Armed with this information, it should be easy to identify which content marketing metrics are right for your strategy and approach. Measuring your content, at each step of the customer journey.
The more tailored it is to your unique objectives, the better chance of success.
5. Find a tool that measures those metrics
Many tools offer a free trial, or free tier, to get started. Try a couple to see what best fits your goals.
6. Install and QA
Install the analytics, QA the installation, to make sure it is setup correctly.
Now you are good to go.
You could use these metrics as KPIs for your marketing team, to track progress and keep them focused on the right goals.
Beyond the page view, a brief history
A brief history on why content marketing metrics have been sought out. Traditional analytics would tell marketers how many page views a URL had, time on page and bounce. Unfortunately this wasn’t insightful enough for content marketers.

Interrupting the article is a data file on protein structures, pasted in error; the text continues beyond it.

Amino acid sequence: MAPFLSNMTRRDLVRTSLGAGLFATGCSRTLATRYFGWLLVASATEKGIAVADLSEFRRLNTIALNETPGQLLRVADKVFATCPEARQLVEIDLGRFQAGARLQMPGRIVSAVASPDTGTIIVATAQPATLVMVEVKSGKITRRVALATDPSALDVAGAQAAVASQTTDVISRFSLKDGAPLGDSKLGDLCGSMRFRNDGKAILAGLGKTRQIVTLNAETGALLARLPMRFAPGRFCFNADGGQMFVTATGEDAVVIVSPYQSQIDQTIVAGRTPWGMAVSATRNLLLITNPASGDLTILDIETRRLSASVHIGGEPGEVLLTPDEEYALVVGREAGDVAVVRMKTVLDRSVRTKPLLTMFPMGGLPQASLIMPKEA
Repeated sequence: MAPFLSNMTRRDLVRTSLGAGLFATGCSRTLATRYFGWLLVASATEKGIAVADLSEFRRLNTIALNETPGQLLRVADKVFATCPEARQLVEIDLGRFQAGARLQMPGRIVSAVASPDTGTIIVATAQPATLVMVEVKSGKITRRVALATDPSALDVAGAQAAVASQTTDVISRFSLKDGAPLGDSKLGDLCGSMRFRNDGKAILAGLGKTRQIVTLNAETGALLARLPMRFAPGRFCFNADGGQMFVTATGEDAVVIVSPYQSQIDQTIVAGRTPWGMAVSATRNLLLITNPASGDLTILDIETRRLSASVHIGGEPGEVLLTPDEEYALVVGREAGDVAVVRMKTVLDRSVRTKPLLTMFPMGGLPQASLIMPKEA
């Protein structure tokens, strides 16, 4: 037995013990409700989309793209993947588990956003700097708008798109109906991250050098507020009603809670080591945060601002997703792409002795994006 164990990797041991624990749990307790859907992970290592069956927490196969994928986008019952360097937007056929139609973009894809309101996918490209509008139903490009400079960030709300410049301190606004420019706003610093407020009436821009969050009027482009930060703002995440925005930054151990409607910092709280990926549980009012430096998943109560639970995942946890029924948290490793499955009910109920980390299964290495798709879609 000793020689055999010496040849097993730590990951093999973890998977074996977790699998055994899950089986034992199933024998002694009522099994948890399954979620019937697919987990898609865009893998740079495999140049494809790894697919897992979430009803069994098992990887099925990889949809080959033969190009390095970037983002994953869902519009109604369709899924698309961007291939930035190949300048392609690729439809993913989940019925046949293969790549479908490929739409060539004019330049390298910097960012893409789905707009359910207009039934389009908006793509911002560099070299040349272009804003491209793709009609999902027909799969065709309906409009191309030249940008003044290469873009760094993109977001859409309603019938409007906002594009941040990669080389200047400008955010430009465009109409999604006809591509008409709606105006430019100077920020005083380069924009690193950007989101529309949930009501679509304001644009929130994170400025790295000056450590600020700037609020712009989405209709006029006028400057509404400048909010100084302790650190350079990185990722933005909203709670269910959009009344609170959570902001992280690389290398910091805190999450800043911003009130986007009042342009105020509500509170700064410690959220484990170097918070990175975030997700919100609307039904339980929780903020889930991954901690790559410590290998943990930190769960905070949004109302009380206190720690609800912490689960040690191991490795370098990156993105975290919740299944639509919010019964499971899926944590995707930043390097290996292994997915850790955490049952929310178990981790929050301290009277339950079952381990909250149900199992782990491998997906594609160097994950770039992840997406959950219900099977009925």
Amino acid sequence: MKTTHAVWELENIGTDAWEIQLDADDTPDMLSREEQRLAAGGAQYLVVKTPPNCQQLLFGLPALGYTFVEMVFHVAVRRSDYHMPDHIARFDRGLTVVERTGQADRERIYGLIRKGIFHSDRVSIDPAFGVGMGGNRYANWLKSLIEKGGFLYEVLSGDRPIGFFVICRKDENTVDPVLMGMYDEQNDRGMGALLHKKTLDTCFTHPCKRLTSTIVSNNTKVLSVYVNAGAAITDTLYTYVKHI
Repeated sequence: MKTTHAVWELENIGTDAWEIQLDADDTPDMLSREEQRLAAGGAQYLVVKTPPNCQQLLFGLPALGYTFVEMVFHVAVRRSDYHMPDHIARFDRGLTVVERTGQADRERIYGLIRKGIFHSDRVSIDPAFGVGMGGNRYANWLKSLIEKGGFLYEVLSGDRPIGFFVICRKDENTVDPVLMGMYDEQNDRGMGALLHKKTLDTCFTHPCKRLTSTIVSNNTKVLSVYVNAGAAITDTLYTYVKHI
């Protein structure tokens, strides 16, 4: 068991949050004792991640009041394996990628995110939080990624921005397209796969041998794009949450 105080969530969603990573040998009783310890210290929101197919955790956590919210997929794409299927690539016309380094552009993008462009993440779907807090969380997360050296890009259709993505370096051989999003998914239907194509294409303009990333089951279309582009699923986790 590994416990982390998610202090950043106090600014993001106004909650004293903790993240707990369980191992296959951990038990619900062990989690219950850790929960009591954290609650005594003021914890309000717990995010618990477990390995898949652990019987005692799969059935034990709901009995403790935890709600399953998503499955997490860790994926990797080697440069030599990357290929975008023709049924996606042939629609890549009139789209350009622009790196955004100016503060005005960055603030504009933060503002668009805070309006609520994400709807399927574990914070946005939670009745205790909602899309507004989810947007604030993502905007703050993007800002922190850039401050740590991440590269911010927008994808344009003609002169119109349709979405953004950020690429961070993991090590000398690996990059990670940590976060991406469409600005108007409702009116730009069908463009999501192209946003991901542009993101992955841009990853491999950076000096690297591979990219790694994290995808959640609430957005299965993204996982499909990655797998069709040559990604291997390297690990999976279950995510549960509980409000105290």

Marketers wanted to know, is this a good piece of content? Is my content distribution working? How can I improve this content?
The lack of insight meant they sought newer metrics, which enabled them to improve their content. The common thread amongst content marketing metrics is that they reveal how customers are consuming the content.
An example of some of the newer metrics fit for content:
Related to this change, has been the shift from quantity metrics to quality metrics. Rather than going for just more pageviews, making sure the experience for each of those visitors is a quality one. So that the content has impact.
Nudge has found that Attention is a very good measure of the quality of content. Because if the content isn’t engaging, people stop paying Attention. So as a content metric it is invaluable.
Other related questions on content marketing metrics:
Content Marketing Metrics vs Content Marketing Analytics